Subject Re: [firebird-support] Re: Embedded Firebird : Transaction
Author Ann W. Harrison
Adam wrote:
> Agreed, I suppose the dedicated GC thread in the SS model could be a
> best of both worlds approach, allowing the transaction to end
> immediately but hopefully it will be cleaned up by the GC thread
> rather than delaying the innocent transaction.

That turned out to be a serious problem for highly loaded systems
because the garbage collector was unable to do any significant quantum
of work in its quantum of time. The worst case was removing duplicate
index entries in indexes with >40,000 instances of a particular key
value. The gc thread went to 100% cpu and the system stopped.

>> Since the mechanism existed, Borland decided in the interest of
>>"fairness" that every transaction should carry an undo log and, if
>>possible, undo its own changes on failure. They chose to burden every
>>transaction with the potential of significant memory usage to avoid
>>cooperative cleanup in the (relatively rare) case of failure.
> Should this not be "... to avoid cooperative cleanup in all but the
> (relatively rare) case of failure." Isn't a hard disconnection etc the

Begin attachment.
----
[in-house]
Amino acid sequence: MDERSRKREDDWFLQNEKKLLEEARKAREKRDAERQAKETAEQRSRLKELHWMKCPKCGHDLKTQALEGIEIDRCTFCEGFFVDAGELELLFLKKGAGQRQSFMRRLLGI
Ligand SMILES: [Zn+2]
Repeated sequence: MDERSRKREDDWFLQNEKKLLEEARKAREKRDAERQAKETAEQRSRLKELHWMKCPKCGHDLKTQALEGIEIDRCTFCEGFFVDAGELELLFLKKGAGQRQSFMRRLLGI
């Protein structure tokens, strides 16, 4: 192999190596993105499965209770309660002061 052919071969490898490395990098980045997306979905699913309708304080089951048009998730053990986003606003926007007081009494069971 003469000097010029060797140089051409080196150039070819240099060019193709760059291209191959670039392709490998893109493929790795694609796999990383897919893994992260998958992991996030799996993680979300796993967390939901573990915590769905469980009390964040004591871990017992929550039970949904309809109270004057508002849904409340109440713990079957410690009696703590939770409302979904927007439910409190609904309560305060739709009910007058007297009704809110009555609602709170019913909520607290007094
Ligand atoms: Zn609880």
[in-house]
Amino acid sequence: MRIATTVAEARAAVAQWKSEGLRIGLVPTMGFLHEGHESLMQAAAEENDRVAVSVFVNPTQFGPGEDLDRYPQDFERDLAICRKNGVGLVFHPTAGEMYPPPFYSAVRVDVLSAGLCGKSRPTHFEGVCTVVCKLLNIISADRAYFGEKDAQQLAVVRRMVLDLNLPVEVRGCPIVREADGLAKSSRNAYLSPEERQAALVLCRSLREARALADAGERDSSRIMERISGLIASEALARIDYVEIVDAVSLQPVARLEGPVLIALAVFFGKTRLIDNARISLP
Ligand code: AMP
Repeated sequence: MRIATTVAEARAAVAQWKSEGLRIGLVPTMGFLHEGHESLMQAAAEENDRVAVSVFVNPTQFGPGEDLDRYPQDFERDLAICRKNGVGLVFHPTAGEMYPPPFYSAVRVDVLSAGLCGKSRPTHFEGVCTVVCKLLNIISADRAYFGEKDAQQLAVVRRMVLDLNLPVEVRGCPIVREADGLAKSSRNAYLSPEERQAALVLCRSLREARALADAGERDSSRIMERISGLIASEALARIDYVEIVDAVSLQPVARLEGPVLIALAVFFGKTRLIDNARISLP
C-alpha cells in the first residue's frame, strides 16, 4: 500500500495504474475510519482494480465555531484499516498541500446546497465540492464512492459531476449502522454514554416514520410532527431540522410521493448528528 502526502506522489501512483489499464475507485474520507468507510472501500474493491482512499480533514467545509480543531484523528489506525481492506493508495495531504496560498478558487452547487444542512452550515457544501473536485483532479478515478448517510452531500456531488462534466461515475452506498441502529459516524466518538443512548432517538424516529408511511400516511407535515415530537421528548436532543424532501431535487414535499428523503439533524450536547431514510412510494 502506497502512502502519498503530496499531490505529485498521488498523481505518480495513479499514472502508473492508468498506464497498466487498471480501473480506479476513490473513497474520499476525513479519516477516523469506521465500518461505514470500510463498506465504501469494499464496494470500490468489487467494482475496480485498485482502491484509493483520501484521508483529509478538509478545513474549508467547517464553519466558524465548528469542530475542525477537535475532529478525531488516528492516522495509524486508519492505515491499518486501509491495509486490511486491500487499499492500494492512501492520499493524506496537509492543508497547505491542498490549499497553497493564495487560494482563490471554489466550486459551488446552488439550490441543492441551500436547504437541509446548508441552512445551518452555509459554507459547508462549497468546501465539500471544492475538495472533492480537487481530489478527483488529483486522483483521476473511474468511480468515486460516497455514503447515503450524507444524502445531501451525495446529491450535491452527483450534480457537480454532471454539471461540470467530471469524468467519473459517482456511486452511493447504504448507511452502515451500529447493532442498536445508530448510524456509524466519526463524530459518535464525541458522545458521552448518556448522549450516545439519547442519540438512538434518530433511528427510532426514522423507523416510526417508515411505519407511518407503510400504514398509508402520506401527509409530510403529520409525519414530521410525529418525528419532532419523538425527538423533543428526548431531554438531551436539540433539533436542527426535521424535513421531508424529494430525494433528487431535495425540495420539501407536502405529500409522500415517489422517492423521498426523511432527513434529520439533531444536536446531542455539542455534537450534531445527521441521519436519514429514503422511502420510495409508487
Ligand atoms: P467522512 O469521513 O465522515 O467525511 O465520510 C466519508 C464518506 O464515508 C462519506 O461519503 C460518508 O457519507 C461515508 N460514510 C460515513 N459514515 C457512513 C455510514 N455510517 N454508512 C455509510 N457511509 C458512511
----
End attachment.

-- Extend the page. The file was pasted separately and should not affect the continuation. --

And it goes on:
> only case where roll back logs can't be processed?

What I meant is that transactions that do updates and rollback are
relatively rare. It's more efficient (in my experience) to handle that
case cooperatively - meaning unfairly because the burden of removing the
detritus falls on another transaction - is less than requiring every
transaction to maintain an undo log.

>>[Considerable grumbling about the efficiency of building up a large
>>in-memory structure then dropping it has been suppressed]
> LOL, any rollback operation is going to be less efficient than not
> doing it in the first place.

My problem is that you're burdening every transaction with building the
log. Even in a system that never ever has any transaction rollback
you're building undo logs. The beauty of the cooperative scheme is that
rollback only hurts if it happens. The current scheme is spending a lot
for a little bit of insurance.